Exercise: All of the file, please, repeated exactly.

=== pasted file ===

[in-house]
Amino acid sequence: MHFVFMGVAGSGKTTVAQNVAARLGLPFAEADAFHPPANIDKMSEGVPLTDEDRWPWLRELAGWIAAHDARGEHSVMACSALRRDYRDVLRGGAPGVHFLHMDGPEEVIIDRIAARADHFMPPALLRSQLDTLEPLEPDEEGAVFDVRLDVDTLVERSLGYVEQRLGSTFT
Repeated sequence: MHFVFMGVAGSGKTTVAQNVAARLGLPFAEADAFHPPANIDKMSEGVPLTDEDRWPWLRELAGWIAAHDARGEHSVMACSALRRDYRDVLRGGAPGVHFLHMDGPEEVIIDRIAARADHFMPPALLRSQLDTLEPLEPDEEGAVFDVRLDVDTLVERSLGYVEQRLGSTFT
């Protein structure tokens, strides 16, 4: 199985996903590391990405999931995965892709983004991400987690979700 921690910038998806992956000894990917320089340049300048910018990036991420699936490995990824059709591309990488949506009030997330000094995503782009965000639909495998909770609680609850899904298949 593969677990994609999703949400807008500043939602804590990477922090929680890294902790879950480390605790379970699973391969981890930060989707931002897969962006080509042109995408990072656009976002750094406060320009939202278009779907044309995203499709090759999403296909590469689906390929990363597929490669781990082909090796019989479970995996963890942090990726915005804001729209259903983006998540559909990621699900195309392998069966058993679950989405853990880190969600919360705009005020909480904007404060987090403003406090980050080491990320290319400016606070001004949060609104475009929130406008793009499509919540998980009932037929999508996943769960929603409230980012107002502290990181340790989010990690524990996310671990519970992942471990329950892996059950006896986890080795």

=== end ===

[in-house]
Amino acid sequence: MHFVFMGVAGSGKTTVAQNVAARLGLPFAEADAFHPPANIDKMSEGVPLTDEDRWPWLRELAGWIAAHDARGEHSVMACSALRRDYRDVLRGGAPGVHFLHMDGPEEVIIDRIAARADHFMPPALLRSQLDTLEPLEPDEEGAVFDVRLDVDTLVERSLGYVEQRLGSTFT
Repeated sequence: MHFVFMGVAGSGKTTVAQNVAARLGLPFAEADAFHPPANIDKMSEGVPLTDEDRWPWLRELAGWIAAHDARGEHSVMACSALRRDYRDVLRGGAPGVHFLHMDGPEEVIIDRIAARADHFMPPALLRSQLDTLEPLEPDEEGAVFDVRLDVDTLVERSLGYVEQRLGSTFT
């Protein structure tokens, strides 16, 4: 199985996903590391990405999931995965892709983004991400987690979700 921690910038998806992956000894990917320089340049300048910018990036991420699936490995990824059709591309990488949506009030997330000094995503782009965000639909495998909770609680609850899904298949 593969677990994609999703949400807008500043939602804590990477922090929680890294902790879950480390605790379970699973391969981890930060989707931002897969962006080509042109995408990072656009976002750094406060320009939202278009779907044309995203499709090759999403296909590469689906390929990363597929490669781990082909090796019989479970995996963890942090990726915005804001729209259903983006998540559909990621699900195309392998069966058993679950989405853990880190969600919360705009005020909480904007404060987090403003406090980050080491990320290319400016606070001004949060609104475009929130406008793009499509919540998980009932037929999508996943769960929603409230980012107002502290990181340790989010990690524990996310671990519970992942471990329950892996059950006896986890080795």